Calpine, Mirant Seen As Winners in Gas Accord

By Published On: December 31, 2003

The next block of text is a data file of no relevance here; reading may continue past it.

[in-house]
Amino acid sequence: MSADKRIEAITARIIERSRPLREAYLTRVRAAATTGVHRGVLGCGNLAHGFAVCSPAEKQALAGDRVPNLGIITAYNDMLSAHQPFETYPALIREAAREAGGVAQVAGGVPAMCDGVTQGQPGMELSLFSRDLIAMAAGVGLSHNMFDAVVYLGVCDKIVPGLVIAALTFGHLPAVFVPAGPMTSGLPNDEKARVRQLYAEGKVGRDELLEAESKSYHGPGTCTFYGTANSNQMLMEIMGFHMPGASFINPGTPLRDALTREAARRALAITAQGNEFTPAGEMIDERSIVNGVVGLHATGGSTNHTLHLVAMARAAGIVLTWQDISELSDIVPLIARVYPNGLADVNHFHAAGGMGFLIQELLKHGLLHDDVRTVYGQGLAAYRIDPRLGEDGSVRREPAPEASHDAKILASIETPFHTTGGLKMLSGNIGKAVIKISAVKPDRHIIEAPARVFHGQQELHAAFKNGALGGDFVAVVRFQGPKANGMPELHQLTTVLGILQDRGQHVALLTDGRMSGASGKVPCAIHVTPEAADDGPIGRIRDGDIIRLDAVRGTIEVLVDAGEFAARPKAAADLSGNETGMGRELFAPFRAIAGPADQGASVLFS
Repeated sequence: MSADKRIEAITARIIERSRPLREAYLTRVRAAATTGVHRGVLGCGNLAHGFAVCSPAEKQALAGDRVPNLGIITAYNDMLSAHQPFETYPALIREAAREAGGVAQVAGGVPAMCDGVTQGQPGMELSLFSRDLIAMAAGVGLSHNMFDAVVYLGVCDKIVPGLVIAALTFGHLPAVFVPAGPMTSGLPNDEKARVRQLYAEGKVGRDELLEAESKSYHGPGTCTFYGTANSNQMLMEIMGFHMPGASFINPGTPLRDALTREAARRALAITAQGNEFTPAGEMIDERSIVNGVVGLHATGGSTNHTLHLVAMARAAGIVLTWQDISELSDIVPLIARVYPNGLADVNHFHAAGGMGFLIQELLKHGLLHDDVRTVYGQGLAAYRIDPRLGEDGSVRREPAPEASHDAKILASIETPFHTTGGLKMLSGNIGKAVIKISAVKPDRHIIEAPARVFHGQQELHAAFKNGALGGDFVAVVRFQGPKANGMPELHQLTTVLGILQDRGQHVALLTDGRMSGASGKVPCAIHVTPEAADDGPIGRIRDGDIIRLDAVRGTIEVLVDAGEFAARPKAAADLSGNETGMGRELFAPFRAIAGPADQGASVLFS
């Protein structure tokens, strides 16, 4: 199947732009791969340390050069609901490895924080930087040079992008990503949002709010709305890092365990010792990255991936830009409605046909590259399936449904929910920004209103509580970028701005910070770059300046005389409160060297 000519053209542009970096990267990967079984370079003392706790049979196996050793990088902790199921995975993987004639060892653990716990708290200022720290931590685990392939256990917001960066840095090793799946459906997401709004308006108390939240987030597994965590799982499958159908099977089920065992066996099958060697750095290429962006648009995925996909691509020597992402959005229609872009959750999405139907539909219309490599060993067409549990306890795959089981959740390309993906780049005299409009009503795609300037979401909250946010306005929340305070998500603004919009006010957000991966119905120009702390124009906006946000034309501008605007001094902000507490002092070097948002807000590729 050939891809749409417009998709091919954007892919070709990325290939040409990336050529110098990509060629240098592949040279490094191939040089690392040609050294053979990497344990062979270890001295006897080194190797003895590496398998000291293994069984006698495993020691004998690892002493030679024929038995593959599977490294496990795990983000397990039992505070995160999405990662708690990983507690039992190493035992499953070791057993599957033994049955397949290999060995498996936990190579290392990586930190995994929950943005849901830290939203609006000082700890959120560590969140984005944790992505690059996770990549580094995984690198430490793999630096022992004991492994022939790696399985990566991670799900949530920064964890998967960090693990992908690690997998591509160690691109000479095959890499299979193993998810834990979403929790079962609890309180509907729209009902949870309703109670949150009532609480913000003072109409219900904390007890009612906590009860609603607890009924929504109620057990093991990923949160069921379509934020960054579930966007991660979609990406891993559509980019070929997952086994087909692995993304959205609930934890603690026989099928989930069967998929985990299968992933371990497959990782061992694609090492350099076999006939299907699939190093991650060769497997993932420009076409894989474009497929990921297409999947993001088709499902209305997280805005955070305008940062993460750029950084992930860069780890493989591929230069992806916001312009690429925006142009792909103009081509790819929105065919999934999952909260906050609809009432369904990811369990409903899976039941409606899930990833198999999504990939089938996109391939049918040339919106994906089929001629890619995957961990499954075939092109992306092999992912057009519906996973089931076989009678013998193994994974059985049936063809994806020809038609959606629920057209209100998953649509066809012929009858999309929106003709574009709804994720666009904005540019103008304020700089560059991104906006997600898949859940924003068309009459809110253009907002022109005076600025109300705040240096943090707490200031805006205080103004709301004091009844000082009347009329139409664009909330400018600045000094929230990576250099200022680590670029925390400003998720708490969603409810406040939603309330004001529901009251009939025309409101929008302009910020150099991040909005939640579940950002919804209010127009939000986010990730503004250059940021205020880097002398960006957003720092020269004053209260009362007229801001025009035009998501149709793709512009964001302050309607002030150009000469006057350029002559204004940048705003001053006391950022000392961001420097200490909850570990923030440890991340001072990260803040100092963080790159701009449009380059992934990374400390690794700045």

A comprehensive deal on most aspects of Pacific Gas & Electric?s gas rates was approved by the California Public Utilities Commission, despite concerns that it favors specific merchant power plant owners? and that it could skew siting away from where electricity is used to where gas is more cheaply available. Known as the ?gas accord,? the deal approved December 18 has in it?among dozens of regulations?lower rates for noncore customers who connect directly to PG&E?s ?backbone? gas transmission pipeline. That rate, however, applies only to new customers hooking into the main line after mid-1998. ?That advantages Calpine and Mirant to the disadvantage of others, and the advantage is huge,? said commissioner Loretta Lynch. The Utility Reform Network, however, supports the deal on backbone rates. Commission president Mike Peevey said that small distributed generation and cogeneration customers (those using less than 250 kW) would not be saddled with a rate increase under the accord. By allowing cheaper rates for customers directly tapped into the backbone, it could promote siting new power plants along that backbone, according to commissioner Carl Wood. In so doing, it could affect power plants being sited in more efficient geographical areas?that is, where the people and businesses that use the electricity are located. That would put the onus on developing new transmission lines to take the power from the backbone sites to users?a far more difficult task than getting new power plants built. In addition, the move could induce power plants to be built on greenfield sites along the backbone instead of existing brownfield sites, possibly leading to more extensive environmental damage. The CPUC also declined, as it did with the original gas accord in 1997, to roll in rates from PG&E?s pipeline No. 401 to pipeline No. 400. The former is used primarily by noncore customers, the latter by core customers. <b>Gas Accord Details</b> <ul><li>Extends firm tradable rights structure for two years.</li> <li>Authorizes a revenue requirement just for 2004 of $436 million?a little over 1.5 percent increase. PG&E must file again in March to set rates for 2005.</li> <li>Sets a systemwide load factor of 77 percent. Next year?s revenue filing will reflect ?more definitively? the impact of changes in throughput due to electrical generation, according to commission member Loretta Lynch.</li> <li>Provides more flexibility to offer storage to noncore customers.</li></ul>

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